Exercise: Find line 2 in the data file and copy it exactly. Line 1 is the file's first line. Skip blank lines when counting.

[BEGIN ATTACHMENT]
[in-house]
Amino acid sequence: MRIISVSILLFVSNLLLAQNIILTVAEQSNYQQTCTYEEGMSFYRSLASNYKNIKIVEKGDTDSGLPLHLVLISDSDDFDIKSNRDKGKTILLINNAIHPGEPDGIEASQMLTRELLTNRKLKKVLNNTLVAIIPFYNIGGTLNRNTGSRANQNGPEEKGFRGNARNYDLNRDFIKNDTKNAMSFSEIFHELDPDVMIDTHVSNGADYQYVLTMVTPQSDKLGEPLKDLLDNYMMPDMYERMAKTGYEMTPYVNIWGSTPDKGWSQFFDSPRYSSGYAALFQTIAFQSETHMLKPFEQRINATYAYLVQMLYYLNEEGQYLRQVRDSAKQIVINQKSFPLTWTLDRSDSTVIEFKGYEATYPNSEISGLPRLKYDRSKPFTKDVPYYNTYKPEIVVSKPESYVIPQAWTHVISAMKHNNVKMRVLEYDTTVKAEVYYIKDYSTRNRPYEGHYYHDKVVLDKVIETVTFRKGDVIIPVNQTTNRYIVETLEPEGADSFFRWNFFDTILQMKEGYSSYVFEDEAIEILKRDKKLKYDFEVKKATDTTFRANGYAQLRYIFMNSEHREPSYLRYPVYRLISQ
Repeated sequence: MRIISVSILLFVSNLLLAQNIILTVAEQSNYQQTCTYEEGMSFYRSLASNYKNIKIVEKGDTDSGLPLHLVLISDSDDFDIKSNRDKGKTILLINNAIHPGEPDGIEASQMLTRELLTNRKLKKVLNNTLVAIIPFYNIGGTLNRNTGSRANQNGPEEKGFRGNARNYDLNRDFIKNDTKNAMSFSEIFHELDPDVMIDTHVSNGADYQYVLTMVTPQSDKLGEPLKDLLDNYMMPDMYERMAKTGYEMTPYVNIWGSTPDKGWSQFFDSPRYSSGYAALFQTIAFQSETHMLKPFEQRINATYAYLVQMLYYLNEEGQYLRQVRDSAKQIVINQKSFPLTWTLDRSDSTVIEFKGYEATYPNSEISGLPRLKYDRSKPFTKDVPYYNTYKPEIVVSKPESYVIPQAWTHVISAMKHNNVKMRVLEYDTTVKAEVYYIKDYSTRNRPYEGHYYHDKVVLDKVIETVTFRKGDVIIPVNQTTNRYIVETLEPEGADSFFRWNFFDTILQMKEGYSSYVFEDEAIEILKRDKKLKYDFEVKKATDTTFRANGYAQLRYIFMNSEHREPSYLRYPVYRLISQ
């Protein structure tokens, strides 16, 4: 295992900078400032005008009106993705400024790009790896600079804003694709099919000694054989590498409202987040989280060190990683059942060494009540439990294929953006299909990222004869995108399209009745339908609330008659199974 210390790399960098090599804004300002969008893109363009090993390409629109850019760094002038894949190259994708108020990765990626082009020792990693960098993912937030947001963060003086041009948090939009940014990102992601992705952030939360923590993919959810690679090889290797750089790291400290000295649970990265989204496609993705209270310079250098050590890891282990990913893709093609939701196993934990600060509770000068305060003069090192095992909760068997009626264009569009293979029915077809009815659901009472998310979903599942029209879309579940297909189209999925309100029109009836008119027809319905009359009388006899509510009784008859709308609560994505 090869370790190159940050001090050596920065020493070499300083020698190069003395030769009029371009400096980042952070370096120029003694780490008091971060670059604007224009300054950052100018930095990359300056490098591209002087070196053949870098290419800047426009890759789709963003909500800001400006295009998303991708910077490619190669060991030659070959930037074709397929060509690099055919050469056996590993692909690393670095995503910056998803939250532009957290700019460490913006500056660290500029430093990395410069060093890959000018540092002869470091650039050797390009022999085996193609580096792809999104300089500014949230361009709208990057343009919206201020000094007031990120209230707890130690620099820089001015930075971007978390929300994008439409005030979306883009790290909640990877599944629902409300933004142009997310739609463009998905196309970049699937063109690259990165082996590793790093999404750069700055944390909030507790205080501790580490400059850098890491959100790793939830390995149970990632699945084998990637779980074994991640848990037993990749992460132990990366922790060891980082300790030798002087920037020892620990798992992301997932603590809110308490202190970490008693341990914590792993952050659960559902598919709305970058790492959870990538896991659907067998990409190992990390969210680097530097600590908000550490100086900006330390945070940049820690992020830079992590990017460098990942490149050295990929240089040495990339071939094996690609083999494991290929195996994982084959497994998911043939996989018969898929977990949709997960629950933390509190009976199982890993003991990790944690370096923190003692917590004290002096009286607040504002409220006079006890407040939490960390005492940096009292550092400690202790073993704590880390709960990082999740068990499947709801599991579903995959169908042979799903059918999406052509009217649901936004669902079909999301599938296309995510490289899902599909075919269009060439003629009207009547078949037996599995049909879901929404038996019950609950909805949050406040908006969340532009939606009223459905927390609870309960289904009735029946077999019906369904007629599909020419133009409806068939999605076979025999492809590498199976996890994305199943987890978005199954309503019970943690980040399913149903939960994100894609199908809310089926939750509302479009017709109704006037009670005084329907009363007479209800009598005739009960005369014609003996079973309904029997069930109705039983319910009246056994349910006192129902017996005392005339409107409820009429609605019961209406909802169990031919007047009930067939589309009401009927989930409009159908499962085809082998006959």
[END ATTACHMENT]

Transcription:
Amino acid sequence: MRIISVSILLFVSNLLLAQNIILTVAEQSNYQQTCTYEEGMSFYRSLASNYKNIKIVEKGDTDSGLPLHLVLISDSDDFDIKSNRDKGKTILLINNAIHPGEPDGIEASQMLTRELLTNRKLKKVLNNTLVAIIPFYNIGGTLNRNTGSRANQNGPEEKGFRGNARNYDLNRDFIKNDTKNAMSFSEIFHELDPDVMIDTHVSNGADYQYVLTMVTPQSDKLGEPLKDLLDNYMMPDMYERMAKTGYEMTPYVNIWGSTPDKGWSQFFDSPRYSSGYAALFQTIAFQSETHMLKPFEQRINATYAYLVQMLYYLNEEGQYLRQVRDSAKQIVINQKSFPLTWTLDRSDSTVIEFKGYEATYPNSEISGLPRLKYDRSKPFTKDVPYYNTYKPEIVVSKPESYVIPQAWTHVISAMKHNNVKMRVLEYDTTVKAEVYYIKDYSTRNRPYEGHYYHDKVVLDKVIETVTFRKGDVIIPVNQTTNRYIVETLEPEGADSFFRWNFFDTILQMKEGYSSYVFEDEAIEILKRDKKLKYDFEVKKATDTTFRANGYAQLRYIFMNSEHREPSYLRYPVYRLISQ